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from whom he obtains a firman securing to him protection and entertainment, everywhere within the limits of his rule, which extended then, probably, as far as the Indus. Thenceforward his letters of recommendation from the "King of Kings" to the various native princes his allies, secure to the traveller an equally favourable reception. A safe and regular communication between the extreme points of the Persian Empire had been from the beginning the great care of its mighty rulers (the first institutors of highways, posting-stages, and post-horses), passing through what was not, as now, a series of deserts infested by robber-tribes, but a populous and well-cultivated country; so favoured, with a passport from the sovereign, the pilgrim would find his journey both expeditious and agreeable.

The same facilities were necessarily made use of by the natives of Hindustan. It is curious to observe how the occasional "Brachman" who found his way into Greece was received as a model philosopher--like that Zarmanes Chagan, who, coming from Bargose (Baroche), finally burnt himself alive upon a pyre at Athens, in the reign of Augustus; of which edifying spectacle Nicolaus Damascenus was eye-witness (Strabo XV.). Before him, we have Calanas the "gymnosophist" (a happy Greek expression for fakir) in high repute at Alexander's court, and who similarly chose to leave earth in a "chariot of fire." Their example was followed by the "Peregrinus Proteus," so happily ridiculed by Lucian in his book thus entitled; Proteus, to give his apotheosis as much celebrity as possible, chose for its scene the occasion of the Olympic games. This last worthy had been a philosopher, then a Christian teacher, and lastly had started a new religion of his own invention. That the sect so celebrated by the ancients under the name of "Brachmanes" was Buddhistic, not Brahminical, may be inferred from their locality, Bactria; and yet more from a circumstance mentioned by Strabo (Book XV.). He speaks of their devoting thirty years to the study of Theology, living in a community (a vihar or monastery), sequestered from the world in the midst of forests in the neighbourhood of the different cities, and totally abstaining from sexual intercourse,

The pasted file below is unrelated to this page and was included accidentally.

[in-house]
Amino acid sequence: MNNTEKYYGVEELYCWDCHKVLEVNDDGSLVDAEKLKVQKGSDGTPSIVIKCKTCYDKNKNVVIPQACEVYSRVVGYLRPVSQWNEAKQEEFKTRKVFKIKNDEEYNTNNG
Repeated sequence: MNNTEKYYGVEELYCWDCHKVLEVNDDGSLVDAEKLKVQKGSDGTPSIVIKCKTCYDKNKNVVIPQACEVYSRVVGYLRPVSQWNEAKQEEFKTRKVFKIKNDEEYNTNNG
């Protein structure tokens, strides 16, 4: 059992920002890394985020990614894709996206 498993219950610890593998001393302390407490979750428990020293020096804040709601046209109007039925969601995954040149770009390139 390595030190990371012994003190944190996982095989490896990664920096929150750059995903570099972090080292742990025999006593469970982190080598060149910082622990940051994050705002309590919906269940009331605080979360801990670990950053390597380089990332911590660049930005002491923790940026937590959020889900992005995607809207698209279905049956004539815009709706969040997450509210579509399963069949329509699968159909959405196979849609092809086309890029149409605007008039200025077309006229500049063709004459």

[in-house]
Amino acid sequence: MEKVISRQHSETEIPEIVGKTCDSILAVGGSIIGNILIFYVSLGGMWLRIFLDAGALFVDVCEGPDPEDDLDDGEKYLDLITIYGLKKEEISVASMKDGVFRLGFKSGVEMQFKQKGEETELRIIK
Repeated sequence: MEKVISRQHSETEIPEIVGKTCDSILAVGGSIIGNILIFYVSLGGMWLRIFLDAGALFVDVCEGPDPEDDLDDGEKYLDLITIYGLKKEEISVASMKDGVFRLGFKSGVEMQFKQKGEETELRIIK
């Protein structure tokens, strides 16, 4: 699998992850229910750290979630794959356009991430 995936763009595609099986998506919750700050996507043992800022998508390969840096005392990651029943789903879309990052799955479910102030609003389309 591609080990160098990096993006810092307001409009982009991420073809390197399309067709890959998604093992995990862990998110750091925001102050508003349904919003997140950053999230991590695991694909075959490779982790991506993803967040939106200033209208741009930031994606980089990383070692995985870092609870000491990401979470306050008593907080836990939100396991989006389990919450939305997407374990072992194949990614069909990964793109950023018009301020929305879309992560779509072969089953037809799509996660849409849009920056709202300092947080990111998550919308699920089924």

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and all animal food; on the contrary, the Brahmins hold that to leave children behind them is a most sacred duty, and one upon which their admission into heaven depends. Whether the Buddhists be the true representatives of the primal religion * of their country, or only the Reformers of the more ancient Brahminical Church, it is the natural weapon of all dissenters from an established creed, to ridicule and even to pronounce damnable, the favourite tenets of their adversaries. Witness Martin Luther with his invectives against vows of virginity, and his well-known motto

"Wer nicht liebt Weib, Wein and Gesang,
Der bleibt ein Narr sein Leben lang."

[paragraph continues] Similarly we find the Essenes running counter to the ancient prejudices of their nation, and spontaneously embracing what the Mosaic Law had denounced as the greatest of curses--the leaving no offspring behind to keep up their name in Israel.

To exemplify the severe discipline maintained in the Brahman communities, Strabo mentions that the mere act of blowing the nose, or spitting, caused the offender to be excluded for that day, as incontinent, from the society of his fellow-recluses. Similarly Josephus particularises, amongst other Essenian rules, the obligation of abstaining from all natural evacuations upon the Sabbath day. But even their rigour is surpassed, and in our day too, by a certain sect of Indian Yogis, who profess to have completely emancipated themselves from all such defiling necessities of nature. This they effect by living entirely upon milk, which, after retaining a short time in the stomach, they throw up again by swallowing a ball fastened to a string; and maintain the animal expenditure solely through the nutriment imbibed by the system during the continuance of the liquid in the stomach; and which consequently leaves no residuum to descend into the lower bowels. A doctrine this, the finest

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possible reductio ad absurdam of the notion of meritorious continence, and exhibiting on the ludicrous side the mischief of being too logical in matters of religion.